Africa, the planets second largest continent, could be the next epicentre of the coronavirus pandemic. Africa needs help. The number of old and emerging new problems is poised to create a powerful Gordian knot that cannot be solved by anyone alone, writes Nathalia Zaiser, Chair of the Board/Founder of Africa Business Initiative Union.
Over the past four months, leading experts around the world, including in Russia, have been diligently analysing various scenarios for the development of a post-COVID economy. The main message is still a forecast based on a global economic recession, that an exit from the deep crisis is a long way off, and that theres been a significant shift in global social values.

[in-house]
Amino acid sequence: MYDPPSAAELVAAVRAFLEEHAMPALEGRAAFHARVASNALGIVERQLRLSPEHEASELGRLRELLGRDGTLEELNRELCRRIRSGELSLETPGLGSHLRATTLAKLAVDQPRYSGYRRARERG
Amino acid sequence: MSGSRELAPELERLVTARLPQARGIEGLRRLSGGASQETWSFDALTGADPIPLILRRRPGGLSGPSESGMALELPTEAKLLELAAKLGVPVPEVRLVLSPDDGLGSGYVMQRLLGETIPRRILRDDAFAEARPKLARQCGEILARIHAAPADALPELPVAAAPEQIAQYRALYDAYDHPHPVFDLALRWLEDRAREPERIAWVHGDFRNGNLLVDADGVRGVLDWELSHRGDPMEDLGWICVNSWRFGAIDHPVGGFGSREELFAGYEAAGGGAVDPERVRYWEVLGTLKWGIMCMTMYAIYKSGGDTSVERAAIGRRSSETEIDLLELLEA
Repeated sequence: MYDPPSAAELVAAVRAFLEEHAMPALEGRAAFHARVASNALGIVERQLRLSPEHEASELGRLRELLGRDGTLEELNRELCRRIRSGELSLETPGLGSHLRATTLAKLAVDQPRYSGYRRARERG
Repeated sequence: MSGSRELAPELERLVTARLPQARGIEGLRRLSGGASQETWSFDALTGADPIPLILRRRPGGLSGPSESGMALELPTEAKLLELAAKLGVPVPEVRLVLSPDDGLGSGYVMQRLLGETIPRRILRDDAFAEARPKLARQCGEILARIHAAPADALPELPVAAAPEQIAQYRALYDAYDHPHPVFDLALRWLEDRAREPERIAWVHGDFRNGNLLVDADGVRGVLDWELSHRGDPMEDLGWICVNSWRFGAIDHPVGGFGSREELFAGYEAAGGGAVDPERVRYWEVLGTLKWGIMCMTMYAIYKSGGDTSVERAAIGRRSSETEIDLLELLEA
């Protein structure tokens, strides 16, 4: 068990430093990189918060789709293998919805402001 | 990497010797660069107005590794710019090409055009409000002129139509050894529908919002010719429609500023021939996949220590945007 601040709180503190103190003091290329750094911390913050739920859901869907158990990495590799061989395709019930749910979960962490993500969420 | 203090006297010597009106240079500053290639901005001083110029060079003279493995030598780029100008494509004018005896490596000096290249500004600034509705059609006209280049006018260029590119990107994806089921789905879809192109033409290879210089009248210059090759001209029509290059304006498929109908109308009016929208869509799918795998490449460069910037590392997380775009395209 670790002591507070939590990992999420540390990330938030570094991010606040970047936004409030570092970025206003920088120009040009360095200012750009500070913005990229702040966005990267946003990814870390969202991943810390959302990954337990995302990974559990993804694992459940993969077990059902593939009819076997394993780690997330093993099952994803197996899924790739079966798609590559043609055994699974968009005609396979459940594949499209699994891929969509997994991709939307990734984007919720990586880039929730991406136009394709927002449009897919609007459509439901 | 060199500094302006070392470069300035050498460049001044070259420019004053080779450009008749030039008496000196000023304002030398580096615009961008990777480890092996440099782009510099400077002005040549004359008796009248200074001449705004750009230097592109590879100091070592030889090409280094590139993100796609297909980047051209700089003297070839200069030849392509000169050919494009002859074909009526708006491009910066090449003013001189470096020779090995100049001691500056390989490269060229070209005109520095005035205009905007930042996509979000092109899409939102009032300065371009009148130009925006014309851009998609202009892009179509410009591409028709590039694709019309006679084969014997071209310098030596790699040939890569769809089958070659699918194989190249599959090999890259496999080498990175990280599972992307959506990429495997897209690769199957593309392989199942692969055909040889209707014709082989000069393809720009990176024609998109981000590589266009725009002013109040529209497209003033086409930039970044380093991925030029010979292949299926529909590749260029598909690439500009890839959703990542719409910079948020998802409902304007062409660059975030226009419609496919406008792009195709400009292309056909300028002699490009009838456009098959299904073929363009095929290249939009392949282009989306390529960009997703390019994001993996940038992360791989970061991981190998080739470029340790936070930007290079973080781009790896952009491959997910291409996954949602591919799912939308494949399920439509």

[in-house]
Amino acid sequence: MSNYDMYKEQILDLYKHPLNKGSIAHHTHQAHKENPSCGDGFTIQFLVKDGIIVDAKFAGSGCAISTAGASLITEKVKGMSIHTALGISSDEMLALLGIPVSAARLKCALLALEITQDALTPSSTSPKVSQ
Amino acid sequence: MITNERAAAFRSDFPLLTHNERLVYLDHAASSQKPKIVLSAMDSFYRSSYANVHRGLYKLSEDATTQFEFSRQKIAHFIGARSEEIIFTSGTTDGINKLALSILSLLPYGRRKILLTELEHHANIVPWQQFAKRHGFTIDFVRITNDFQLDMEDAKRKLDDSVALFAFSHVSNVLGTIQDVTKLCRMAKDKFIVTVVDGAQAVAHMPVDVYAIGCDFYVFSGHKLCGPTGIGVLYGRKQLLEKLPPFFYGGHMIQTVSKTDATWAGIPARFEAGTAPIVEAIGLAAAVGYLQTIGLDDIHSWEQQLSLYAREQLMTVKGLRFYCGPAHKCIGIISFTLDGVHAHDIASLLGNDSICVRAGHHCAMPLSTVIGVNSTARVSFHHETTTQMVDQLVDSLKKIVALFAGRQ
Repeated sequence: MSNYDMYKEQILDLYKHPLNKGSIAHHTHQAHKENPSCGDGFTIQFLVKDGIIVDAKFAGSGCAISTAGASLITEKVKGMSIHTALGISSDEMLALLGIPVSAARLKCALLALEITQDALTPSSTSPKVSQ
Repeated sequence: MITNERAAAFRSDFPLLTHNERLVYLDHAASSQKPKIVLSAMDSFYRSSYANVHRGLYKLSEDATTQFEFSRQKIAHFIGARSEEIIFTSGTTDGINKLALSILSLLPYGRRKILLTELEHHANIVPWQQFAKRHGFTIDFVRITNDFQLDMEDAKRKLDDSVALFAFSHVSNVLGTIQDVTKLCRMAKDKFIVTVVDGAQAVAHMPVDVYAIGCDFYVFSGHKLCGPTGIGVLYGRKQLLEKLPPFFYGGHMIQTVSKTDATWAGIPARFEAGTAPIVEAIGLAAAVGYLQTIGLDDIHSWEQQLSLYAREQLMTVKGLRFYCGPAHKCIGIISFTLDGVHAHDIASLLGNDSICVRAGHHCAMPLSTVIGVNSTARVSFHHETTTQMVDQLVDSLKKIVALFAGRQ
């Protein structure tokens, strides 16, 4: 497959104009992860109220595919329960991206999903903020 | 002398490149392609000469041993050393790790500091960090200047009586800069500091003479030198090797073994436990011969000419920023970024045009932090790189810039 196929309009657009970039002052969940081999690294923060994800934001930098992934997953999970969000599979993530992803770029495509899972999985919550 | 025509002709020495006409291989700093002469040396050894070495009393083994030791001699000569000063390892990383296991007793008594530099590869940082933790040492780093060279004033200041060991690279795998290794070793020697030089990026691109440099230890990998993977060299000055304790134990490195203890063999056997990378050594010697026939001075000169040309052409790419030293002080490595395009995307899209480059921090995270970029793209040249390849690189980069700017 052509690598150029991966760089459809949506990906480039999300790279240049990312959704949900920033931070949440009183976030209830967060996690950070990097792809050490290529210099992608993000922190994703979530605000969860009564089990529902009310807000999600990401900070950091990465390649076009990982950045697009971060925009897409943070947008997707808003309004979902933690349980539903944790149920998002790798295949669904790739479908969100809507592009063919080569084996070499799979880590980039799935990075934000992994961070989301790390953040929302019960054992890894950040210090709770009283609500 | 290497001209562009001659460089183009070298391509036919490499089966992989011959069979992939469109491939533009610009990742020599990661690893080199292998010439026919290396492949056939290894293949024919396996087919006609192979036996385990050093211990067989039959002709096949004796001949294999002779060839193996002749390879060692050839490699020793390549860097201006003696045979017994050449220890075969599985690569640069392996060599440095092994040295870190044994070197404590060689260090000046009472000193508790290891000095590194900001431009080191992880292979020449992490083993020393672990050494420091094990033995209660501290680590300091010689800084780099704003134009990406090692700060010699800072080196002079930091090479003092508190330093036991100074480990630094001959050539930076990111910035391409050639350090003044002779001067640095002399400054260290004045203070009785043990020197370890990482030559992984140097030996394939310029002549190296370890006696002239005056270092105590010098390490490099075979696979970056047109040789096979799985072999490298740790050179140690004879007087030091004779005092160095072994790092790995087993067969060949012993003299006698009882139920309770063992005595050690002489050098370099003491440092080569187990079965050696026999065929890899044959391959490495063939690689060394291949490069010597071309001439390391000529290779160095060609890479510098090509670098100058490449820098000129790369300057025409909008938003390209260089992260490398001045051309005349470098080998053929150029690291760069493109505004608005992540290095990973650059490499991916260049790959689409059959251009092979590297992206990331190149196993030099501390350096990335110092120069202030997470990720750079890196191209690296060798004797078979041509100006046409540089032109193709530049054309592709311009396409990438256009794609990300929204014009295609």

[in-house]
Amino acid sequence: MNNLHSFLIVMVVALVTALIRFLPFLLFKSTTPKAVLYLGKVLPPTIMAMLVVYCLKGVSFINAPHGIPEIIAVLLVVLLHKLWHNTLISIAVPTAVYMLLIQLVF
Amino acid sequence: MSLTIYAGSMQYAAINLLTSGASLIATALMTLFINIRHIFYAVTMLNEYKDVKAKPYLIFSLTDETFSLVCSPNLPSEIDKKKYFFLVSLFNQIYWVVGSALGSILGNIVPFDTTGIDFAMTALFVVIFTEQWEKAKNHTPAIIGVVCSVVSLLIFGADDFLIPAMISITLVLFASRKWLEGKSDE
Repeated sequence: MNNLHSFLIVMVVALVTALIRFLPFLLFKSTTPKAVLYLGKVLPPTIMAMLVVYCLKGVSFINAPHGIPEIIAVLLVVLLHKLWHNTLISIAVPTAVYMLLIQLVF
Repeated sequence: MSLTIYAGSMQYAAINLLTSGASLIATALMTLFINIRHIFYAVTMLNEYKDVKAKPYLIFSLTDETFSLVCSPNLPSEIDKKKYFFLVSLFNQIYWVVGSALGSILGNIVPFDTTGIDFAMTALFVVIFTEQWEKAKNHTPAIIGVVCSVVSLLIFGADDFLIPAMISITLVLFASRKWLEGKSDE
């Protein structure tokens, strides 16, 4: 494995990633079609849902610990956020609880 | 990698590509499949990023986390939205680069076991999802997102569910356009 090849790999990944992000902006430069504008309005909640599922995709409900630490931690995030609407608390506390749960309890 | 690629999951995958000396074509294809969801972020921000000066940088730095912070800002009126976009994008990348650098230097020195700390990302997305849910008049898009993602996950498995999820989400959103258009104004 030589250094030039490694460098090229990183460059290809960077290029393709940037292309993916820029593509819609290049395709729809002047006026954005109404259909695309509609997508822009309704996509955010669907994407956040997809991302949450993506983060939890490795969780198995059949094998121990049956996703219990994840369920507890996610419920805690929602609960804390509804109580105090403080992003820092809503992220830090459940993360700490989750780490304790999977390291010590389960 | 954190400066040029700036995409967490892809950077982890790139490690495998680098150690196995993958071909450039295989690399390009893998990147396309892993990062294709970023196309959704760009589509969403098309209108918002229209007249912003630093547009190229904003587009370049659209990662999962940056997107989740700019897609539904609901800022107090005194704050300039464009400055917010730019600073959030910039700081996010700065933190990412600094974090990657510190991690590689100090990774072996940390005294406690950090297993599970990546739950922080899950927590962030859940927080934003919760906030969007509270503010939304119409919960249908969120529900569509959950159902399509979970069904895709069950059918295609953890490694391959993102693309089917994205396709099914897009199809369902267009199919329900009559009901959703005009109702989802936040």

The situation is especially tense in developing countries. While a number of states at this stage have been able to stop the spread of the coronavirus infection, everything is a little different in Africa. According to the data of the African Union and the African Centre for Disease Control and Prevention (ACDC), as of June 25, 2020, the official number of cases on the continent was 337,315, of which 161,254 have recovered and 8,863 have died. The Maghreb region and South Africa are still leading, and the continent as a whole has shown steady growth in the number of infected people. A pessimistic scenario cant be excluded. Africa, the planets second largest continent, could be the next epicentre of the coronavirus pandemic. It appears that the spread of the virus in Africa has been much slower. This is due to a number of factors, including the insufficient number and quality of tests (especially at the initial stage of a pandemic), the actions of governments themselves (which refuse to provide objective data for their countries), a low level of self-discipline and the general mentality of the population, which in principle is not going to seek medical help. The African continent has historically developed a psychological immunity to especially deadly diseases: yellow fever, Ebola, cholera and others. Therefore, the pandemic situation in Africa is much more worrying from the point of view of rapidly emerging economic and social problems, and not from the point of view of its direct danger to humans. And there are reasons to worry! It is worth looking at the main drivers and sources of wealth in the African economy, which are: the import and export of goods (in the case of exports, this is primarily agricultural products, textiles and food), tourism and international traffic, the energy sector, foreign direct investment, state loans and donor assistance from developed countries and international organisations. The pandemic has made significant adjustments to all of the above positions, setting Africa back at least ten years. One of the main factors has been the suspension of flights, which, in turn, has a direct impact on the main sources of income of the African states international tourism, business, and the supply and distribution of products. For example, Ethiopian Airlines alone provides Ethiopia with 5% of its GDP.